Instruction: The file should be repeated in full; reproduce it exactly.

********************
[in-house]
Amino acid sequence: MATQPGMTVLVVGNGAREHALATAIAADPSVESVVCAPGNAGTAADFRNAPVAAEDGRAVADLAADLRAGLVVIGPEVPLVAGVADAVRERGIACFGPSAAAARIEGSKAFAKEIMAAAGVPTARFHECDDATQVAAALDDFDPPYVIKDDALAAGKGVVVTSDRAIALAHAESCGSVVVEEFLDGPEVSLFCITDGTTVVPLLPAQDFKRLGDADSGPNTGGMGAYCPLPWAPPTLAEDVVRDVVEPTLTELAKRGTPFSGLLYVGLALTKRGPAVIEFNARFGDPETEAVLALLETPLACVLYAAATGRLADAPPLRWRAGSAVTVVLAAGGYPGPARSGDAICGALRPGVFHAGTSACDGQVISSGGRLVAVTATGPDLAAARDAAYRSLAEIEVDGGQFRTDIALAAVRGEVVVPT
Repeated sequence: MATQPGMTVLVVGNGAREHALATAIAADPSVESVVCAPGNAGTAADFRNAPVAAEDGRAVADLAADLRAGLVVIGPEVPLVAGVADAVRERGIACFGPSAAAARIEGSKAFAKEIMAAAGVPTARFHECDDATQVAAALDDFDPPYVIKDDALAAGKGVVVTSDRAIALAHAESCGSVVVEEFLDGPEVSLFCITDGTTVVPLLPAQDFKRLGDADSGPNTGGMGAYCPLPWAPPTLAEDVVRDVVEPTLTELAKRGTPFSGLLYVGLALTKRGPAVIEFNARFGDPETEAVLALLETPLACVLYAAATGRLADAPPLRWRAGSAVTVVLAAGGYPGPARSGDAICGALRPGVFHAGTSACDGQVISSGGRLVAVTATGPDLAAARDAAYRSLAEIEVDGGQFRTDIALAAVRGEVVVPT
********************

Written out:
[in-house]
Amino acid sequence: MATQPGMTVLVVGNGAREHALATAIAADPSVESVVCAPGNAGTAADFRNAPVAAEDGRAVADLAADLRAGLVVIGPEVPLVAGVADAVRERGIACFGPSAAAARIEGSKAFAKEIMAAAGVPTARFHECDDATQVAAALDDFDPPYVIKDDALAAGKGVVVTSDRAIALAHAESCGSVVVEEFLDGPEVSLFCITDGTTVVPLLPAQDFKRLGDADSGPNTGGMGAYCPLPWAPPTLAEDVVRDVVEPTLTELAKRGTPFSGLLYVGLALTKRGPAVIEFNARFGDPETEAVLALLETPLACVLYAAATGRLADAPPLRWRAGSAVTVVLAAGGYPGPARSGDAICGALRPGVFHAGTSACDGQVISSGGRLVAVTATGPDLAAARDAAYRSLAEIEVDGGQFRTDIALAAVRGEVVVPT
Repeated sequence: MATQPGMTVLVVGNGAREHALATAIAADPSVESVVCAPGNAGTAADFRNAPVAAEDGRAVADLAADLRAGLVVIGPEVPLVAGVADAVRERGIACFGPSAAAARIEGSKAFAKEIMAAAGVPTARFHECDDATQVAAALDDFDPPYVIKDDALAAGKGVVVTSDRAIALAHAESCGSVVVEEFLDGPEVSLFCITDGTTVVPLLPAQDFKRLGDADSGPNTGGMGAYCPLPWAPPTLAEDVVRDVVEPTLTELAKRGTPFSGLLYVGLALTKRGPAVIEFNARFGDPETEAVLALLETPLACVLYAAATGRLADAPPLRWRAGSAVTVVLAAGGYPGPARSGDAICGALRPGVFHAGTSACDGQVISSGGRLVAVTATGPDLAAARDAAYRSLAEIEVDGGQFRTDIALAAVRGEVVVPT